The likely passage of U.S. Senate and House bills are expected to boost continued development of the 1,300-mile-long September 11th National Memorial Trail connecting all three plane crash memorial sites in Shanksville, Pa., New York City and Arlington, Va.

The September 11th National Memorial Trail Alliance, along with others, has shepherded the development of the network of bicycle and pedestrian trails linking the Flight 93 National Memorial near Shanksville in Somerset County to New York City's National September 11 Memorial and Museum and the 9/11 Pentagon Memorial in Arlington, Va. The trail has been in the works almost 18 years.

Both the House and the Senate drafted resolutions currently in committees recognizing the September 11th trail as an “important trail and greenway all individuals should enjoy in honor of the heroes of September 11th.”

U.S. Sens. Pat Toomey, R-Pa., and Mark Warner, D-Va., introduced the Senate resolution June 27. Toomey is hoping for the bill's passage before Sept. 11, according to spokesman Steve Kelly.

A House bill was introduced May 15 with eight sponsors including U.S. Reps. Brian Fitzpatrick, R-Pa. (Bucks County), and Matt Cartwright, D-Pa. (Scranton/northeastern Pennsylvania).

Toomey said in a statement Tuesday, in the wake of the Sept. 11, 2001, attacks, “Pennsylvania remembers that had it not been for the sacrifice of those who overtook the terrorists on Flight 93, it could have been much worse. The September 11th National Memorial Trail connects key landmarks in a way that helps our country move forward positively and offers solemn remembrance to hallowed grounds.”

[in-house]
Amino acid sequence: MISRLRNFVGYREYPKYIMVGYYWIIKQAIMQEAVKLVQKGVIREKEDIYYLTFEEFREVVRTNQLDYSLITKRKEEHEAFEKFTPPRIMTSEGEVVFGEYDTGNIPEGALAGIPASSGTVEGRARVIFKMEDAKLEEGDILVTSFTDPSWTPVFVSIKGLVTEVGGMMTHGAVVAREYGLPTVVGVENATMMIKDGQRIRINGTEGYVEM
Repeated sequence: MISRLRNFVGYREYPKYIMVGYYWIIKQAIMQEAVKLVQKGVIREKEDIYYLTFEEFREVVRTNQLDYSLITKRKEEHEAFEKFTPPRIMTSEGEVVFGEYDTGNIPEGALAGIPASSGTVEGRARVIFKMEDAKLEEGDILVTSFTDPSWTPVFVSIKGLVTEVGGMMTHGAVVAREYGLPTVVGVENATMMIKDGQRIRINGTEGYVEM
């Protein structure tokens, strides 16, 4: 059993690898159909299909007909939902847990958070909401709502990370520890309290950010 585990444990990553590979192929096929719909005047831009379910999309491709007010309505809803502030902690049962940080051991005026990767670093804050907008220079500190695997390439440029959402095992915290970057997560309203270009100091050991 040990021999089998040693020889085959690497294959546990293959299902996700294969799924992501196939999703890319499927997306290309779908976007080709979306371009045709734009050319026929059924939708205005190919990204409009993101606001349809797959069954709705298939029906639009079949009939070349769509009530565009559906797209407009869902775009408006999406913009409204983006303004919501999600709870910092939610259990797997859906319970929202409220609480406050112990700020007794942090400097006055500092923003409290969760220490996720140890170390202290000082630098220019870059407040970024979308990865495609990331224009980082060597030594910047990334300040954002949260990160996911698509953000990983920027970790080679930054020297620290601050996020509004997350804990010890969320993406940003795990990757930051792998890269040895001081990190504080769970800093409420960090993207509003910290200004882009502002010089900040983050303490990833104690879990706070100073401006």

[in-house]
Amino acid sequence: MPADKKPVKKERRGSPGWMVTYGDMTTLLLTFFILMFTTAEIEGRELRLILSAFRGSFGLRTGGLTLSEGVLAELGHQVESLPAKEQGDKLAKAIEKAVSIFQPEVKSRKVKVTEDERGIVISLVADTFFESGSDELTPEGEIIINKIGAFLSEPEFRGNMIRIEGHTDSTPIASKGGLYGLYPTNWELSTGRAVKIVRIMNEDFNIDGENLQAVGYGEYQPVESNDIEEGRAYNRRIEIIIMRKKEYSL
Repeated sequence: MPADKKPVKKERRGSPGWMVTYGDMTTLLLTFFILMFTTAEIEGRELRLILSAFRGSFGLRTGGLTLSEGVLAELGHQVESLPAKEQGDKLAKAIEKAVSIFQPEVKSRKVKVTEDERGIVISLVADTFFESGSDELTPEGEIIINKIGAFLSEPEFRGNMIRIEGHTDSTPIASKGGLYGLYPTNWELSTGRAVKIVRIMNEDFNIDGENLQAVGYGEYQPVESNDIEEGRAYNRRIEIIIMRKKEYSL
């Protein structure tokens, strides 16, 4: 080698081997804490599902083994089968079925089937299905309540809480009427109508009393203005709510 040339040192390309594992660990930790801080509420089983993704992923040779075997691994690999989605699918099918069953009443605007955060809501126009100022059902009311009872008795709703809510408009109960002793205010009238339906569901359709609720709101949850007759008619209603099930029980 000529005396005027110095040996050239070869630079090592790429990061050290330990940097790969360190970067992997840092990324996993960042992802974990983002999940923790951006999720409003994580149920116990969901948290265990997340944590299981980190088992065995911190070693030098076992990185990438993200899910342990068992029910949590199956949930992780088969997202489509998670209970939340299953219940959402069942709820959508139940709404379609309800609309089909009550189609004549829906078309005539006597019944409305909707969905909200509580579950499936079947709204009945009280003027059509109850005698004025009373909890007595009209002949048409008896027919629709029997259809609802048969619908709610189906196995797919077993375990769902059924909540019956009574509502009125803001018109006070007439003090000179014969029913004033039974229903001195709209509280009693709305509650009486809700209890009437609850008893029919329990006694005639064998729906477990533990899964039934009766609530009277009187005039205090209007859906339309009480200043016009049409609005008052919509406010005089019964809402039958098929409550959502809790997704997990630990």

There is no trail funding attached to the resolutions nor inclusion of the trail in the National Parks Service.

The purpose of the congressional resolutions is recognition, which will help developers move more of the trail off-road, according to Thomas Baxter, president of the September 11th National Memorial Trail Alliance, who works out of offices in Pittsburgh and Washington, D.C.

The trail is a patchwork of previously developed trail segments and secondary, less-traveled roads in seven states — West Virginia, Pennsylvania, New Jersey, Delaware, New York, Maryland and Virginia — and the District of Columbia.

“The congressional resolutions tremendously raise the profile of the trail and its national significance,” Baxter said.

Trail development typically happens on the private sector-side and with state partners, said Baxter, former executive director of the Three Rivers Heritage Trail in Pittsburgh.

“The legislation allows us to approach funding sources and talk about what we can do to reach this goal, which is completion of the trail,” Baxter said.

David Brickley, founder of the September 11th National Memorial Trail Alliance, said the trail is 55% off-road and 45% on-road and is usable as-is. The goal, he said, is to make it an entirely off-road trail.

“We realize it's going to take some time,” he said.

Completion could take decades, according to Kent Taylor, a Pennsylvania Department of Conservation and Natural Resources program specialist.

More than 500 miles of the September 11th National Memorial Trail will wind through Pennsylvania, making it the state's longest recreational trail when completed, Taylor said.

Mary Ann Thomas is a Tribune-Review staff writer. You can contact Mary at 724-226-4691, or via Twitter .


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